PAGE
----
• In the ongoing hearing regarding Wikileaks suspect Bradley Manning, prosecutors said they had identified links between the accused soldier and Wikileaks founder Julian Assange.

  • The Hungarian constitutional court has ruled parts of the country's restrictive media law to be unconstitutional.

News Briefs

RSS Feed today >

Brazilian President Signs Internet Bill of Rights Into Law at NetMundial

Earlier today Brazil's President Dilma Rousseff sanctioned Marco Civil, also called the Internet bill of rights, during the global Internet governance event, NetMundial, in Brazil.


tuesday > Reboots As a Candidate Digital Toolkit That's a Bit Too Like launched with big ambitions and star appeal, hoping to crack the code on how to get millions of people to pool their political passions through their platform. When that ambition stalled, its founder Nathan Daschle--son of the former Senator--decided to pivot to offering political candidates an easy-to-use free web platform for organizing and fundraising. Now the new is out from stealth mode, entering a field already being served by competitors like NationBuilder, Salsa Labs and And strangely enough, seems to want its early users to ask for help. GO

Armenian Legislators: You Can Be As Anonymous on the 'Net As You Like—Until You Can't

A proposed bill in Armenia would make it illegal for media outlets to include defamatory remarks by anonymous or fake sources, and require sites to remove libelous comments within 12 hours unless they identify the author.


monday >

The Good Wife Looks for the Next Snowden and Outwits the NSA

Even as the real Edward Snowden faces questions over his motives in Russia, another side of his legacy played out for the over nine million viewers of last night's The Good Wife, which concluded its season long storyline exploring NSA surveillance. In the episode titled All Tapped Out, one young NSA worker's legal concerns lead him to becoming a whistle-blower, setting off a chain of events that allows the main character, lawyer Alicia Florrick (Julianna Margulies), and her husband, Illinois Governor Peter Florrick (Chris Noth), to turn the tables on the NSA using its own methods. GO

The Expanding Reach of China's Crowdsourced Environmental Monitoring Site, Danger Maps

Last week billionaire businessman Jack Ma, founder of the e-commerce company Alibaba, appealed to his “500 million-strong army” of consumers to help monitor water quality in China. Inexpensive testing kits sold through his company can be used to measure pH, phosphates, ammonia, and heavy metal levels, and then the data can be uploaded via smartphone to the environmental monitoring site Danger Maps. Although the initiative will push the Chinese authorities' tolerance for civic engagement and activism, Ethan Zuckerman has high hopes for “monitorial citizenship” in China.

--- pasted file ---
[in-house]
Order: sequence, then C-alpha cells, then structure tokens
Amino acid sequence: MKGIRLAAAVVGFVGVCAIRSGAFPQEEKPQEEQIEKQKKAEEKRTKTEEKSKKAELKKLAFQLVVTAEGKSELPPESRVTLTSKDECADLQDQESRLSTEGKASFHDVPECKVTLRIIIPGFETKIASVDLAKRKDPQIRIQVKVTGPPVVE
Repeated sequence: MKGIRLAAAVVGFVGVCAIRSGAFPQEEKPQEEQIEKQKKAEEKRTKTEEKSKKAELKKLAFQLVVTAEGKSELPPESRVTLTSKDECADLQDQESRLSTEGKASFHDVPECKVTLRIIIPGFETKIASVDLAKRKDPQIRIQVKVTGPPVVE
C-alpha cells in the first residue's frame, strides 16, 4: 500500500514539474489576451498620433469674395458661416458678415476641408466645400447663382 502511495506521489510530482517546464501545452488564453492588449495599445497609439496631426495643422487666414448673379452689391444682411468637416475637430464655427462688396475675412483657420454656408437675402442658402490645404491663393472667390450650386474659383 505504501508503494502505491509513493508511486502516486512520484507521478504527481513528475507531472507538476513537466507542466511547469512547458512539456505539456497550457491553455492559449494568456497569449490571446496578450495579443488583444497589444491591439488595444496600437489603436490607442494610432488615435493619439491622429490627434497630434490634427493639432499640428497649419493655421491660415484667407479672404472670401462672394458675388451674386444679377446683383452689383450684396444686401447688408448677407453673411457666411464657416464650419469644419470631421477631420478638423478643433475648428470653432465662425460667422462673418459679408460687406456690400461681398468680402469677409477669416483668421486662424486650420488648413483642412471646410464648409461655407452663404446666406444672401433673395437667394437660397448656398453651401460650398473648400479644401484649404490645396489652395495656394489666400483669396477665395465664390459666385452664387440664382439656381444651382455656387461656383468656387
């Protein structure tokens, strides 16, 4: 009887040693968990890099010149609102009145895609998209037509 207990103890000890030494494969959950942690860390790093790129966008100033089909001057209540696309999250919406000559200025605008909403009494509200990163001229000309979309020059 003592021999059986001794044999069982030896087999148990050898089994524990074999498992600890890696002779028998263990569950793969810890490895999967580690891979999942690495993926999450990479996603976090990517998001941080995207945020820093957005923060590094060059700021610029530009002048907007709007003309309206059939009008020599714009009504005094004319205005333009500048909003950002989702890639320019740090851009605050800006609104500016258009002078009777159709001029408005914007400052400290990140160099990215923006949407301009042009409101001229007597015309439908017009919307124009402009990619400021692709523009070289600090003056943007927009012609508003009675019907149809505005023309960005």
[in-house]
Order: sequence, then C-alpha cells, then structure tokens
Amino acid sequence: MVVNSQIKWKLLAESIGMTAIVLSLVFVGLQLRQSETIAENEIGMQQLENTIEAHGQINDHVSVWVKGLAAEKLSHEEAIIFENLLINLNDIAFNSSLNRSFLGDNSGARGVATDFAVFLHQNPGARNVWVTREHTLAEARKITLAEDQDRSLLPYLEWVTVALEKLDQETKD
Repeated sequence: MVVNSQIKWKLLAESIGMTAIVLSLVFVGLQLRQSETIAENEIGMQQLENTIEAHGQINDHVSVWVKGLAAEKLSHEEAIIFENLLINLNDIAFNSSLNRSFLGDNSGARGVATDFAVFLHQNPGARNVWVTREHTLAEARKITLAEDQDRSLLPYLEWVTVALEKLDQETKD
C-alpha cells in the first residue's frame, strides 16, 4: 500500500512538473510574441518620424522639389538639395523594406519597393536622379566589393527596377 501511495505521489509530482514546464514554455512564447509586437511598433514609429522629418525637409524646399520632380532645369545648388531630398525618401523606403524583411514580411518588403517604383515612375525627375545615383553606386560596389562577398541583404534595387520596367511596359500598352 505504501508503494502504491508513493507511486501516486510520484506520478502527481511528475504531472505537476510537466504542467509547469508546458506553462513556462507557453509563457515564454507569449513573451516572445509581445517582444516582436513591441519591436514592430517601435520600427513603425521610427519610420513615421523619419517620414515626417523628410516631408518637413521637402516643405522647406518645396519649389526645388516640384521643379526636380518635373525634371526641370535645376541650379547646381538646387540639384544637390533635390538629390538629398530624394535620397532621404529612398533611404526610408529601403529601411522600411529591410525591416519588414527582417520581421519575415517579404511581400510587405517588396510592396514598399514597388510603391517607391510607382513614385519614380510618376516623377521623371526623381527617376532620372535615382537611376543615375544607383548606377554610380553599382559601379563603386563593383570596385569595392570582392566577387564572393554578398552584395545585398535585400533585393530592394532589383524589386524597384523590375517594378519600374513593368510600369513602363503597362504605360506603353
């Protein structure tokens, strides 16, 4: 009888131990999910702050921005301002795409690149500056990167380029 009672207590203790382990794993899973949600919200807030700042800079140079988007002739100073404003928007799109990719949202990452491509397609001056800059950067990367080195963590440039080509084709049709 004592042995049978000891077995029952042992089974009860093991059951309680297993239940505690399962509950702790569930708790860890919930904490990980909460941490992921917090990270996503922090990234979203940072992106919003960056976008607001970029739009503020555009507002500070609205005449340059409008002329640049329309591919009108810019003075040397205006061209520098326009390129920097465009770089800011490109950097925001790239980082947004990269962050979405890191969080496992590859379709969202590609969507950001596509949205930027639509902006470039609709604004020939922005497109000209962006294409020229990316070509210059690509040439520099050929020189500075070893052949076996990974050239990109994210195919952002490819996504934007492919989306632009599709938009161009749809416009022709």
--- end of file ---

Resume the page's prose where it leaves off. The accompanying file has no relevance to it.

The 13 Worst Bits of Russia's Current and Maybe Future Internet Legislation

It appears that Russia is on the brink of passing still more repressive Internet regulations. A new telecommunications bill that would require popular blogs—those with 3,000 or more visits a day—to join a government registry and conform to government-mandated standards is expected to pass this week. What follows is a list of the worst bits of both proposed and existing Russian Internet law. Let us know in the comments or on Twitter if we missed anything.


Transparency and Public Shaming: Pakistan Tackles Tax Evasion

In Pakistan, where only one in 200 citizens files their income tax return, authorities published a directory of taxpayers' details for the first time. Officials explained the decision as an attempt to shame defaulters into paying up.


wednesday >

Facebook Seeks Approval as Financial Service in Ireland. Is the Developing World Next?

On April 13 the Financial Times reported that Facebook is only weeks away from being approved as a financial service in Ireland. Is this foray into e-money motivated by Facebook's desire to conquer the developing world before other corporate Internet giants do? Maybe.


The Rise and Fall of Iran's “Blogestan”

The robust community of Iranian bloggers—sometimes nicknamed “Blogestan”—has shrunk since its heyday between 2002 – 2010. “Whither Blogestan,” a recent report from the University of Pennsylvania's Iran Media Program sought to find out how and why. The researchers performed a web crawling analysis of Blogestan, survey 165 Persian blog users, and conducted 20 interviews with influential bloggers in the Persian community. They found multiple causes of the decline in blogging, including increased social media use and interference from authorities.